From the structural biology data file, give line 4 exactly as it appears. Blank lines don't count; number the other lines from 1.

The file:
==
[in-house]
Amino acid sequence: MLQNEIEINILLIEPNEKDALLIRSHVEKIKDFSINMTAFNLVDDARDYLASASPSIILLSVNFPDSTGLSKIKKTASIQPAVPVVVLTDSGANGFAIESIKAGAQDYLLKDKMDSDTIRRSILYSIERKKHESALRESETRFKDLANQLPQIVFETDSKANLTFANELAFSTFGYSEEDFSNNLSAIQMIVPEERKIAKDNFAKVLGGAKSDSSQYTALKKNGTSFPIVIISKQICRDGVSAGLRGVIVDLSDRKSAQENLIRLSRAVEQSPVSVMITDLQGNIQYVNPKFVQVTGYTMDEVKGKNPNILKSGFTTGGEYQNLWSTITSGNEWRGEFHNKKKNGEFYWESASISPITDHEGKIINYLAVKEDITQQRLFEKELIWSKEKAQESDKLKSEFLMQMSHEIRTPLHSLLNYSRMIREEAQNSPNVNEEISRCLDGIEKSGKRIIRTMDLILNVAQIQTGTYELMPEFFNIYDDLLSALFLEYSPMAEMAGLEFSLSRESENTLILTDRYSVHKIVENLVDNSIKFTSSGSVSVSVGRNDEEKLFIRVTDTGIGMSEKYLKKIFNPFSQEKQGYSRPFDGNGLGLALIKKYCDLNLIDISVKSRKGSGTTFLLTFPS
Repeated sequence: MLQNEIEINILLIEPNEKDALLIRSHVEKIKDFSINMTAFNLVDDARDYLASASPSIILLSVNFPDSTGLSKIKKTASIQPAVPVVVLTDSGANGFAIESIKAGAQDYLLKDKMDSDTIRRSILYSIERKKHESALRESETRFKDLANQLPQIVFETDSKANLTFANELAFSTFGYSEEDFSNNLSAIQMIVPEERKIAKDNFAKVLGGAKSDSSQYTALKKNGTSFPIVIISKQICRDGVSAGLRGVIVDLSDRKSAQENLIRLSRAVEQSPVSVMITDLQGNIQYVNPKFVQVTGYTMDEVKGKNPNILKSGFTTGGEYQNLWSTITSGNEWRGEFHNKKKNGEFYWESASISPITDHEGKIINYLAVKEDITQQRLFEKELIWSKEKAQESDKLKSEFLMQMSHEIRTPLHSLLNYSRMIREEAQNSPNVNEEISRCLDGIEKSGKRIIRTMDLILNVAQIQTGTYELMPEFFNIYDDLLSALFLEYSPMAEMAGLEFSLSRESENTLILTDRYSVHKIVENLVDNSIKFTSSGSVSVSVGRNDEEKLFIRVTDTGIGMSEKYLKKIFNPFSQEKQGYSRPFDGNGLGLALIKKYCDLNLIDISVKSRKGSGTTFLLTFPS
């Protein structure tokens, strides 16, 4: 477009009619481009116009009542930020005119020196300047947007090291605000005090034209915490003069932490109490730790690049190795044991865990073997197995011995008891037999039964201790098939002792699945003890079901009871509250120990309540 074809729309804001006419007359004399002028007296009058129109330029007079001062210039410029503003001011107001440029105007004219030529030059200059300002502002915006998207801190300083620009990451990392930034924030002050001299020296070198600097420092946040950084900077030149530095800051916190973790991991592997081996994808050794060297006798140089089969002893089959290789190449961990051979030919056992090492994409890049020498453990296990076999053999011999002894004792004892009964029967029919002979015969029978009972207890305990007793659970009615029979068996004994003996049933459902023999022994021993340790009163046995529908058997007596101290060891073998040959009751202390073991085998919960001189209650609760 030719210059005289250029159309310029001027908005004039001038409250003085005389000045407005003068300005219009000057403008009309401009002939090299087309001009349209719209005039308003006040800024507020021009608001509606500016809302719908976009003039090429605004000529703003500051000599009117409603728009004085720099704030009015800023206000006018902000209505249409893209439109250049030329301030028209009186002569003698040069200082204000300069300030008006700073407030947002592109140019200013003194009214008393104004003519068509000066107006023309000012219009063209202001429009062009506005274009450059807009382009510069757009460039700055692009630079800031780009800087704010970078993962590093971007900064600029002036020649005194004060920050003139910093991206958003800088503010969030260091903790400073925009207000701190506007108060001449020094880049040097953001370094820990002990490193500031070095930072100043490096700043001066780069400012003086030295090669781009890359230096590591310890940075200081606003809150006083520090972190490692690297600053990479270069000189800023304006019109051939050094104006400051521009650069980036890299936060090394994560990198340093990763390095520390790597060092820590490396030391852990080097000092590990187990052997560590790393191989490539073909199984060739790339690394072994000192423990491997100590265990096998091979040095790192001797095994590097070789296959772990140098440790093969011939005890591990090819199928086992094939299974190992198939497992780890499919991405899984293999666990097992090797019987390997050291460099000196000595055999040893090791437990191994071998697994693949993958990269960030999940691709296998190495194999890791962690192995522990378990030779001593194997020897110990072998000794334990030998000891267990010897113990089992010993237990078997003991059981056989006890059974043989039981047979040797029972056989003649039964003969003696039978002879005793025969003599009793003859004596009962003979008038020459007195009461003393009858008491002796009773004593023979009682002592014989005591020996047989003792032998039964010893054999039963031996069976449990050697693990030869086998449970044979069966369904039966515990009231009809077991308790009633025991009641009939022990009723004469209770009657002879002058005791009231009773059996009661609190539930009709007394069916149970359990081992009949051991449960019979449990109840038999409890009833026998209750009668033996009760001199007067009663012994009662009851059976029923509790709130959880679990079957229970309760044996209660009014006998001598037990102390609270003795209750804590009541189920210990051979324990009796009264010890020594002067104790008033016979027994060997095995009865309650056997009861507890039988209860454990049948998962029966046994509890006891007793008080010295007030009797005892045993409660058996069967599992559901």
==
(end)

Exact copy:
């Protein structure tokens, strides 16, 4: 477009009619481009116009009542930020005119020196300047947007090291605000005090034209915490003069932490109490730790690049190795044991865990073997197995011995008891037999039964201790098939002792699945003890079901009871509250120990309540 074809729309804001006419007359004399002028007296009058129109330029007079001062210039410029503003001011107001440029105007004219030529030059200059300002502002915006998207801190300083620009990451990392930034924030002050001299020296070198600097420092946040950084900077030149530095800051916190973790991991592997081996994808050794060297006798140089089969002893089959290789190449961990051979030919056992090492994409890049020498453990296990076999053999011999002894004792004892009964029967029919002979015969029978009972207890305990007793659970009615029979068996004994003996049933459902023999022994021993340790009163046995529908058997007596101290060891073998040959009751202390073991085998919960001189209650609760 030719210059005289250029159309310029001027908005004039001038409250003085005389000045407005003068300005219009000057403008009309401009002939090299087309001009349209719209005039308003006040800024507020021009608001509606500016809302719908976009003039090429605004000529703003500051000599009117409603728009004085720099704030009015800023206000006018902000209505249409893209439109250049030329301030028209009186002569003698040069200082204000300069300030008006700073407030947002592109140019200013003194009214008393104004003519068509000066107006023309000012219009063209202001429009062009506005274009450059807009382009510069757009460039700055692009630079800031780009800087704010970078993962590093971007900064600029002036020649005194004060920050003139910093991206958003800088503010969030260091903790400073925009207000701190506007108060001449020094880049040097953001370094820990002990490193500031070095930072100043490096700043001066780069400012003086030295090669781009890359230096590591310890940075200081606003809150006083520090972190490692690297600053990479270069000189800023304006019109051939050094104006400051521009650069980036890299936060090394994560990198340093990763390095520390790597060092820590490396030391852990080097000092590990187990052997560590790393191989490539073909199984060739790339690394072994000192423990491997100590265990096998091979040095790192001797095994590097070789296959772990140098440790093969011939005890591990090819199928086992094939299974190992198939497992780890499919991405899984293999666990097992090797019987390997050291460099000196000595055999040893090791437990191994071998697994693949993958990269960030999940691709296998190495194999890791962690192995522990378990030779001593194997020897110990072998000794334990030998000891267990010897113990089992010993237990078997003991059981056989006890059974043989039981047979040797029972056989003649039964003969003696039978002879005793025969003599009793003859004596009962003979008038020459007195009461003393009858008491002796009773004593023979009682002592014989005591020996047989003792032998039964010893054999039963031996069976449990050697693990030869086998449970044979069966369904039966515990009231009809077991308790009633025991009641009939022990009723004469209770009657002879002058005791009231009773059996009661609190539930009709007394069916149970359990081992009949051991449960019979449990109840038999409890009833026998209750009668033996009760001199007067009663012994009662009851059976029923509790709130959880679990079957229970309760044996209660009014006998001598037990102390609270003795209750804590009541189920210990051979324990009796009264010890020594002067104790008033016979027994060997095995009865309650056997009861507890039988209860454990049948998962029966046994509890006891007793008080010295007030009797005892045993409660058996069967599992559901």